Although the Federal Government in the 1999 Constitution was deemed not to have conceded the area of the sea to the states, some concession is nevertheless desirable considering that this has always been done either within or outside the Constitution. This is what prompted the Federal Government to set up the Chief Tony Anenih led committee to find a political solution to the matter.
What then are the real political solutions to the issues at hand? In my view, short of having a constitutional conference to rewrite our Constitution there are only two other political options that the Federal Government can embark on to ameliorate the feelings of the peoples of the South-South and the oil producing areas and both these options are fraught with difficulties.
Each option requires a constitutional amendment under Section 9 of the 1999 Constitution. This is a long, tedious and cumbersome process requiring the approval of 2/3 of the members of each house of the National Assembly and 2/3 of the Houses of Assembly of the 36 states of the Federation.

The first option requires the Federal Government to attempt to amend the Constitution by adding a proviso similar to the 1960 and 1963 Constitutions to Section 162 of the 1999 Constitution deeming the continental shelf as part of the states for the purposes of derivation. Such an amendment may be met with stiff opposition from some of the non-littoral states and it is doubtful whether the Federal Government will be able to muster the necessary 2/3 backing of the Houses of Assembly of the 36 States of the Federation for this purpose.
The other option, likewise requires amending the Constitution by removing derivation from the 1999 Constitution, as was done in the 1979 Constitution. The advantage of this option is that the National Assembly can then legislate on the issue. This option in my view would perhaps be a lot easier to achieve in that the non-littoral States are unlikely to object to this although stiff resistance by the governments and indigenes of the littoral states can be expected.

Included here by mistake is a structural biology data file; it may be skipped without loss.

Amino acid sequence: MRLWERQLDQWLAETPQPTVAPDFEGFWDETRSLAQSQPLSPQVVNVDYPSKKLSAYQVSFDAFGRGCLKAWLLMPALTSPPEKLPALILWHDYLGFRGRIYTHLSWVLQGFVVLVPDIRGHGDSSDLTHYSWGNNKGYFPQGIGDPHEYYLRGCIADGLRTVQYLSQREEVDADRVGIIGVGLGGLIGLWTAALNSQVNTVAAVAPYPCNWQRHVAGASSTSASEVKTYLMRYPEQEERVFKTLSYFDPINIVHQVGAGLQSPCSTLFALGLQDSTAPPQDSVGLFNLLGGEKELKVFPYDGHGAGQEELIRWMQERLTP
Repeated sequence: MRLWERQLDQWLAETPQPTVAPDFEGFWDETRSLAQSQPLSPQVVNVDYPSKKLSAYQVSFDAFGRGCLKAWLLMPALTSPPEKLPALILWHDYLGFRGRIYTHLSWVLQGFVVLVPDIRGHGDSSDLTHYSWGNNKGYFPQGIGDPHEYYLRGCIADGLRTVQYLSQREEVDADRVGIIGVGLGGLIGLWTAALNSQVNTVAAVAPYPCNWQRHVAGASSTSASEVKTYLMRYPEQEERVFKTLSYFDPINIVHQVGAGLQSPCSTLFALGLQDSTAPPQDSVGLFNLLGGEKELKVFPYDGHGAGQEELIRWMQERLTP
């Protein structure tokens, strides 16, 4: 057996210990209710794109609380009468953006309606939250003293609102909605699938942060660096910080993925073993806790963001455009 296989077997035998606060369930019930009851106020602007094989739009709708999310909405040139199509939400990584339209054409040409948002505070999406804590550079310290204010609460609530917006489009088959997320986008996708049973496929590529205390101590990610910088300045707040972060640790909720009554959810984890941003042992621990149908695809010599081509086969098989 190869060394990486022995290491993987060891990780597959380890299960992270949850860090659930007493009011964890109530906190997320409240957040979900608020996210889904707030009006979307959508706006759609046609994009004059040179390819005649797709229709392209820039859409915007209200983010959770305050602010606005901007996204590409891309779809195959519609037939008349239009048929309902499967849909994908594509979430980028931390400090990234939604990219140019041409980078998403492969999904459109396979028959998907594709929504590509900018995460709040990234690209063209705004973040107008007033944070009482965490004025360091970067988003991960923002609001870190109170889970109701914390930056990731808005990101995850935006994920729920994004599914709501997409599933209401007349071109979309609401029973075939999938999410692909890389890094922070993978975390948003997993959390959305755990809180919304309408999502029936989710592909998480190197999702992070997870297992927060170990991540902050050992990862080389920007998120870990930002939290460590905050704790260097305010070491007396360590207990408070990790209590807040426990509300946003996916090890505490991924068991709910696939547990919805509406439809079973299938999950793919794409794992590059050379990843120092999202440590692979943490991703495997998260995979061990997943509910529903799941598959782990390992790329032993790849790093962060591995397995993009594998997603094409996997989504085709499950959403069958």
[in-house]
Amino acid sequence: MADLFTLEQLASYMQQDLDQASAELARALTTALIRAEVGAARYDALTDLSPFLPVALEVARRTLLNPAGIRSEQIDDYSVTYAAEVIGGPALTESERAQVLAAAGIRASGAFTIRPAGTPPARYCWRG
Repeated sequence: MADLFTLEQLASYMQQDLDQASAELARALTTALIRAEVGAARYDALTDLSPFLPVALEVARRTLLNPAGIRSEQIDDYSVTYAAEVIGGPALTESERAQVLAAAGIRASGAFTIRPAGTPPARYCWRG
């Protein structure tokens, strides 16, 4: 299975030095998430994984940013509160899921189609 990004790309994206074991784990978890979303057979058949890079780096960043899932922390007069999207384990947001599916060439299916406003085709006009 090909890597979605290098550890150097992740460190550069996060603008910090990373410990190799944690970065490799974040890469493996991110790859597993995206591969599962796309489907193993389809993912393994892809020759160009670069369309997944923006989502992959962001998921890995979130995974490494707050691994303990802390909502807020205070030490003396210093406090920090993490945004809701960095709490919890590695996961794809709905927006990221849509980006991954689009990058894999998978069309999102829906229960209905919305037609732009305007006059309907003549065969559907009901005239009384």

The Federal Government's task would be to convince the leaders of the South-South of the merits of taking derivation out of the Constitution and at the same time give them an acceptable blue print of the legislation they propose to get through the National Assembly and then guarantee them their total commitment in passing the legislation. Arguably this is the best political solution if you are of the opinion that derivation should be a political issue for the government of the day.
Initially, I had thought that this was perhaps what the Federal Government was trying to achieve. With an election fast approaching it seemed politically expedient for them to pass the proposed National Assembly legislation first and douse the tensions in the South-South and the oil producing areas before embarking on the more difficult task of amending the Constitution by removing derivation entirely. This however, does not seem to be the Federal Government's strategy since they have insisted on back dating the legislation but it is an option worth considering.

There is no conceivable reason why the National Assembly cannot pass legislation abrogating the onshore/offshore dichotomy pending a constitutional amendment. The commencement date of such legislation would merely have to be left open pending the necessary constitutional amendment. This would also help to reassure the peoples of the oil producing areas.
Whatever the solutions are, there can be no short-term fix or fudge. The peoples of the South-South and the oil producing areas deserve better and should be adequately compensated for the environmental hazards, pollution and degradation their homeland suffers from oil exploration activities in their backyard.

 

Source: This Day/All Africa Global Media